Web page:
Peralta Community College District's Only Student-Run Publication
Peralta Community College District's only student-run publication.

The Citizen

Peralta Community College District's only student-run publication.

The Citizen

Peralta Community College District's only student-run publication.

The Citizen

    GM crops…and your health

    There has been much discussion lately about genetically modified (GM) foodstuffs, most of it expressing concerns over so-called “terminator” seeds, health implications, and the profit motive.

    The first two are really a straw-man argument. In the case of “terminator” seeds, seeds which produce fruit that either has sterile seeds or no seeds at all, while the technology does exist, it is not yet commercially available.

    Regarding health implications, i.e. what impact GM crops might have on the health of human beings, there really isn’t evidence that GM crops have any impact.

    And, as long as we’re operating under the global capitalist paradigm, I doubt we’re getting rid of the profit motive anytime soon.

    So where does that leave us? The real question is about the utility of the technology. I would argue that GM technology is of high utility, especially when you consider that humans have used it for hundreds of years.

    After all, that is exactly what cross-pollination and animal husbandry are, genetic modification. The ancient Aztecs were the first to cross-pollinate corn. Hybridization of wheat dates to the Neolithic Revolution.

    Indeed, neither corn nor wheat can reproduce absent human intervention. Without those crops, we would be bereft of everything from biodiesel to beer.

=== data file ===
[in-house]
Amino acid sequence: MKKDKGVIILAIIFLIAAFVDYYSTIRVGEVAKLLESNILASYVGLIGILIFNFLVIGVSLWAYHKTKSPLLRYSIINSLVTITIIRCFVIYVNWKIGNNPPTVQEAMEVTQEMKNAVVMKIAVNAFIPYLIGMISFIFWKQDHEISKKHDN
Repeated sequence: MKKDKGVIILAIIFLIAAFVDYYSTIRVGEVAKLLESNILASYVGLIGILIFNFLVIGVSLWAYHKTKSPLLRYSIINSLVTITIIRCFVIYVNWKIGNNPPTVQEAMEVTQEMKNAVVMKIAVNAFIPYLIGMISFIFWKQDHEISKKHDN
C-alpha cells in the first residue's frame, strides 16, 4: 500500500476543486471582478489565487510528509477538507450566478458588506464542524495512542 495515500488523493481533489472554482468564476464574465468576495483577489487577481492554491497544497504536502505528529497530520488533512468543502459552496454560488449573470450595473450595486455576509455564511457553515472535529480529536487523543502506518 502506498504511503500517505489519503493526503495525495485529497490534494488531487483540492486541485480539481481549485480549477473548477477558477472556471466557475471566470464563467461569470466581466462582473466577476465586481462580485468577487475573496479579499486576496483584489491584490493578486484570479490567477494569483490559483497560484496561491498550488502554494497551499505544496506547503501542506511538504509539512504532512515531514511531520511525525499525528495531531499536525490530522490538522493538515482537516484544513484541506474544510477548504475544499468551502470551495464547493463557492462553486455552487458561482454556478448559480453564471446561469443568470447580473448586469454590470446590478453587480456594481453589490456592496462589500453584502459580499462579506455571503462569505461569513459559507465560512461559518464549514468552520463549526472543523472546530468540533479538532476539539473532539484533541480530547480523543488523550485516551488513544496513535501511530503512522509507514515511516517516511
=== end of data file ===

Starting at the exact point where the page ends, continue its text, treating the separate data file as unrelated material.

The only real difference between what everyone from backyard gardeners to subsistence farmers have been doing since before the discovery of DNA is a matter of efficiency.

    In the case of cross-pollination, entire genomes are subject to change, resulting in a scattershot approach to hybridization. Where GM crops are concerned, one or two specific genes can be altered, resulting in a much more predictable and efficient approach.

    Using GM technology, not only can scientists produce drought-resistant tomatoes and herbicide-resistant lettuce, but they can also produce higher-yield crops. This would mean cheaper food, subsequently having a massive impact when comes to feeding the developing world.

    In addition, GM crops may have a role in preventing disease. According to an article in this month’s “Scientific American,” Golden Rice, which “contains more vitamin A than spinach,” could prevent as many as 500,000 people a year from going blind in the Third World.

    It might surprise you to know that if you asked me whether GM products should be more heavily regulated, my answer would be one word, “Absolutely.” But do I think all foods should be more heavily regulated? Same answer: Absolutely.

    About the Contributor
    In the fall of 2019, The Laney Tower rebranded as The Citizen and launched a new website. These stories were ported over from the old Laney Tower website, but byline metadata was lost in the port. However, many of these stories credit the authors in the text of the story. Some articles may also suffer from formatting issues. Future archival efforts may fix these issues.  
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